Canon and Explanation A74 read, “Disputation (biàn 辯) is contending over ‘that’ [i.e., exclusive alternatives]. For a disputation to win is to fit the object. One calls it ‘ox,’ the other calls it ‘non-ox’; this is ‘contending over “that.”’ These do not jointly fit the object. If they do not jointly fit, it must be that one does not fit.” For a piece of discourse to qualify as “disputation,” one side must contend that the thing at hand is “this” (shì), the other that it is not-this (fēi). For instance, one side could claim that a thing is an ox, the other that it is a non-ox. The law of non-contradiction states that a proposition and its negation cannot be both true. The Mohist analogue is that a term and its negation cannot both fit an object. Again, the Mohist version concerns predicating terms of objects, not whether a proposition is true or not.
26. For convenience, Graham’s numbering system is used to cite passages from the “Lesser Selection” and “Greater Selection.” However, unlike Graham, the present article treats the “Lesser Selection” as an independent, self-standing essay. Graham breaks this text into parts, which he embeds in a longer, reconstructed essay he calls “Names and Objects.” There are strong grounds for rejecting this reconstruction, however. Although the “Greater Selection” is unquestionably a collection of disjoint fragments, the “Lesser Selection” is a reasonably coherent text. It begins with what is plausibly interpreted as an introductory paragraph, introduces a number of technical terms, makes several claims about disputation, and wraps these up with what is plausibly interpreted as a conclusion. It then goes on to give a series of examples to support some of its claims. A satisfactory interpretation of the text can be given without resorting to Graham’s radical reconstruction.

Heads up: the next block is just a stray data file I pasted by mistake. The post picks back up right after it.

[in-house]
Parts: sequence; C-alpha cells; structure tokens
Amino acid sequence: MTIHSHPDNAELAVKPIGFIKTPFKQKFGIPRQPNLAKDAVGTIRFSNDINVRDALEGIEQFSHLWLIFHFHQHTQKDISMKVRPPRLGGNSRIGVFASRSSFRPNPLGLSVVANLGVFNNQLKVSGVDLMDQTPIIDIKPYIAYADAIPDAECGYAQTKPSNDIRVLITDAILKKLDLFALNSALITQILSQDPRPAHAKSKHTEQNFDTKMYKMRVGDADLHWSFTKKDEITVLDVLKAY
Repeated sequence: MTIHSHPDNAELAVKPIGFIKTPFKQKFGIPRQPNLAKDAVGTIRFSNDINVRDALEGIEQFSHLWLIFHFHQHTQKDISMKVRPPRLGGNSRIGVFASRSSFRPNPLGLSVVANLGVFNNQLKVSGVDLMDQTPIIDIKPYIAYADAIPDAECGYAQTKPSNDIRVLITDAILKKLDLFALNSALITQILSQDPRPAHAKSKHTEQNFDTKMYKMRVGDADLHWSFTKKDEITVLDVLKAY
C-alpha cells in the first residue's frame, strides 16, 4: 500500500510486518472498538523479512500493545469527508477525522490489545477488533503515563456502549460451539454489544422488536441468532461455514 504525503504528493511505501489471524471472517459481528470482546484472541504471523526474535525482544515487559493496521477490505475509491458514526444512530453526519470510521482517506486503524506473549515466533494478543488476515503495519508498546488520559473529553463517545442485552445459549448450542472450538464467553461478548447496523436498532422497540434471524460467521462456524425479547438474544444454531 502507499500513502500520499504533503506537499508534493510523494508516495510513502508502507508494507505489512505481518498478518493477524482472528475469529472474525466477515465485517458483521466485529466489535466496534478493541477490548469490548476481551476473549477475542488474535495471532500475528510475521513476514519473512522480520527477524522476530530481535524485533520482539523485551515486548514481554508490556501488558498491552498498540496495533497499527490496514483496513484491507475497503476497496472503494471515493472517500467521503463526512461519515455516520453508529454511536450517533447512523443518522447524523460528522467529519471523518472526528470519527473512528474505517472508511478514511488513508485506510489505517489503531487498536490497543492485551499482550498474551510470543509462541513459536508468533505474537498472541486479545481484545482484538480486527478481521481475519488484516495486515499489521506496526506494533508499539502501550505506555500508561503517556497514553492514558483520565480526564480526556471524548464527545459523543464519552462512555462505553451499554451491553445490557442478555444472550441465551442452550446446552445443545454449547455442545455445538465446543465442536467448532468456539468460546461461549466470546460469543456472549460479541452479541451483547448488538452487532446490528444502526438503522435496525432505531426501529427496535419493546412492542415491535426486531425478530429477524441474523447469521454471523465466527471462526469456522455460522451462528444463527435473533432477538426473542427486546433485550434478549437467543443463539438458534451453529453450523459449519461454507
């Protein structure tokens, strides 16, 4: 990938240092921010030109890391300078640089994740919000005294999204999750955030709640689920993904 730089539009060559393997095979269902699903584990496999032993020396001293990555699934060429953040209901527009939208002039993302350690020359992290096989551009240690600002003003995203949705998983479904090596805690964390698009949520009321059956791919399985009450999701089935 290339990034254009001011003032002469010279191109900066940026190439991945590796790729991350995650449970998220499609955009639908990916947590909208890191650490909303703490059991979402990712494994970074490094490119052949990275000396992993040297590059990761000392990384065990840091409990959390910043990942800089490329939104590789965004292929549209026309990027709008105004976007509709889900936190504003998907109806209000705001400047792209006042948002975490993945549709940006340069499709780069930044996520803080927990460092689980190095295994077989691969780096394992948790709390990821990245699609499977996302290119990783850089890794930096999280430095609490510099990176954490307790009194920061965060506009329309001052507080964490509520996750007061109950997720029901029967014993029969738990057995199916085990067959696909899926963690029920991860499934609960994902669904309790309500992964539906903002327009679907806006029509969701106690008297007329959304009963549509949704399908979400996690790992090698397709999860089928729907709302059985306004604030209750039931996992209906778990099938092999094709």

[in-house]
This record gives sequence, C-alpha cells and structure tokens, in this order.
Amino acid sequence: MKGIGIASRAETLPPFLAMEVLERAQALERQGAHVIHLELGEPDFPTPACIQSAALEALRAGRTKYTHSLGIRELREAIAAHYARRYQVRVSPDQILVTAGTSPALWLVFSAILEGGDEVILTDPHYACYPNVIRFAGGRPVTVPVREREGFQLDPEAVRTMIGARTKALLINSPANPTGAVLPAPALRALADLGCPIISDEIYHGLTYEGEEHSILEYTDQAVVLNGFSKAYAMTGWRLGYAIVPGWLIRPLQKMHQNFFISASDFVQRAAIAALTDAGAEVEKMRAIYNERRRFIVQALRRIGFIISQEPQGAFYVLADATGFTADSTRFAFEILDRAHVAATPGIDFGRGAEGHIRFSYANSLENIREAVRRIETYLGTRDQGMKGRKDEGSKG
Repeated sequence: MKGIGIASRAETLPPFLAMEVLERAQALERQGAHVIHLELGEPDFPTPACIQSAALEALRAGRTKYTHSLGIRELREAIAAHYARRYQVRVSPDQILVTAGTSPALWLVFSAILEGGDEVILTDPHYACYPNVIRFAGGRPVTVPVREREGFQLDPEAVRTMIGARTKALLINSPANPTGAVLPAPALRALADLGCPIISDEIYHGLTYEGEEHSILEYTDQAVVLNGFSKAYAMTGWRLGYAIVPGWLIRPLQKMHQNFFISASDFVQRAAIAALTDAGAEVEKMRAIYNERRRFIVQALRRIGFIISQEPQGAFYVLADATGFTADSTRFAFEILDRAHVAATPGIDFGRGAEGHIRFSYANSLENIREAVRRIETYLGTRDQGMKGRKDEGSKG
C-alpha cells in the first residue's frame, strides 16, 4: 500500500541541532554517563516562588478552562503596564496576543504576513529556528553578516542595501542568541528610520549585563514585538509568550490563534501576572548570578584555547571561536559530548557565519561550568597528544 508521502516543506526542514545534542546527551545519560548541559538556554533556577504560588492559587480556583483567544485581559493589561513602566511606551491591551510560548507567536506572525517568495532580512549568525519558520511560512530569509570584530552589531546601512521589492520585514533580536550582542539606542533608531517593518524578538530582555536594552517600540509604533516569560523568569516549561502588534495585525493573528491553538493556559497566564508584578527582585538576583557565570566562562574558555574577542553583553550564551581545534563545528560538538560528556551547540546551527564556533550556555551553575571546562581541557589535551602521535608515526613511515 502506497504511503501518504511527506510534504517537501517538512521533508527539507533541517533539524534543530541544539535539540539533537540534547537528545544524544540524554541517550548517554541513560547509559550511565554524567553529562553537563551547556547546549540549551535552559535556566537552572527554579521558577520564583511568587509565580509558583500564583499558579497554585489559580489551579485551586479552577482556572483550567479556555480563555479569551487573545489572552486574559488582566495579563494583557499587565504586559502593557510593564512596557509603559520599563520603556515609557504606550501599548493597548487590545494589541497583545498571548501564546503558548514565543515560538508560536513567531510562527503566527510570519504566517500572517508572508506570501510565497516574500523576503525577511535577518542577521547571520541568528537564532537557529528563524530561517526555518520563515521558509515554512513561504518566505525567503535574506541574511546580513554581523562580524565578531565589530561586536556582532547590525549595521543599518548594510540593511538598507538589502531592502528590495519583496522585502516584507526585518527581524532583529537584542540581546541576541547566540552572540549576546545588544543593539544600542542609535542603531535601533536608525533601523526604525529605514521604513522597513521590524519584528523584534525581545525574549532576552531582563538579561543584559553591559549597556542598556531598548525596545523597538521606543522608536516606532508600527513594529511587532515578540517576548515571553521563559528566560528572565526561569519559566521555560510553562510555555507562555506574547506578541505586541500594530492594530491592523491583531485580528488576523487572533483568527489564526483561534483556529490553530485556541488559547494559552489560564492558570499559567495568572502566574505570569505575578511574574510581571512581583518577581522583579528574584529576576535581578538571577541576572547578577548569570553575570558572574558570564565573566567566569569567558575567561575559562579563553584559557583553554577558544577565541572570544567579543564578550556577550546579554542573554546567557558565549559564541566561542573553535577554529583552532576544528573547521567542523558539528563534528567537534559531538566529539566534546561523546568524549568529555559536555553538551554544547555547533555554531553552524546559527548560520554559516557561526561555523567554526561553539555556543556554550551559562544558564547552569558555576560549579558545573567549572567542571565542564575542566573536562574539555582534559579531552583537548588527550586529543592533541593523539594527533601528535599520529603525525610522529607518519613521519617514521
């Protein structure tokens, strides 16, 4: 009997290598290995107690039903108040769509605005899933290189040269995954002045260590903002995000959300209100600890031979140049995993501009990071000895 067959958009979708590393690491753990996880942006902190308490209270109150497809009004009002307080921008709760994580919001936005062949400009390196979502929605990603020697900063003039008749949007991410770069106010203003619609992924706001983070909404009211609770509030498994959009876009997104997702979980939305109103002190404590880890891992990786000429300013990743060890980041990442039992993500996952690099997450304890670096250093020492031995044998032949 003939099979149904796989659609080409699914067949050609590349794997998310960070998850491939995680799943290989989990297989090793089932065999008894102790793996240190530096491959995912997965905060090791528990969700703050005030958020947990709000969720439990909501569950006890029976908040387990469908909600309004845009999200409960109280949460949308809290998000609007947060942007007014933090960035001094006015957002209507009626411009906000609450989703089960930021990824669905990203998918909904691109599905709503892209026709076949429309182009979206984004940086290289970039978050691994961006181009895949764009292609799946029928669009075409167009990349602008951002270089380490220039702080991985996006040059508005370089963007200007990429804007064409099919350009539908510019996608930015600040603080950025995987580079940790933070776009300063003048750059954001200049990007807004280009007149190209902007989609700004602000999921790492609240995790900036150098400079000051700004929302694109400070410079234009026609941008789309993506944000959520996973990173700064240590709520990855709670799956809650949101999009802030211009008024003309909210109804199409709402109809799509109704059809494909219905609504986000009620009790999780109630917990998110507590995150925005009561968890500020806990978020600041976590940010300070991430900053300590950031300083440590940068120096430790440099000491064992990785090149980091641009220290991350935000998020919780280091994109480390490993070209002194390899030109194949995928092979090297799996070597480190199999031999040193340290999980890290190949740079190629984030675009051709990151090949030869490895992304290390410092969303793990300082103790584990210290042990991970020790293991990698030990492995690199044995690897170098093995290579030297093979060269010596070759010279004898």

27. The account of these techniques given here is modified from the treatment in the 2005 version of this article. Much thanks go to Dan Robins for critical discussions regarding the earlier account.
28. This way of characterizing the four is due to Dan Robins (personal correspondence).
29. For a similar example, see the anecdote about Cao Gongzi in Mozi Book 49.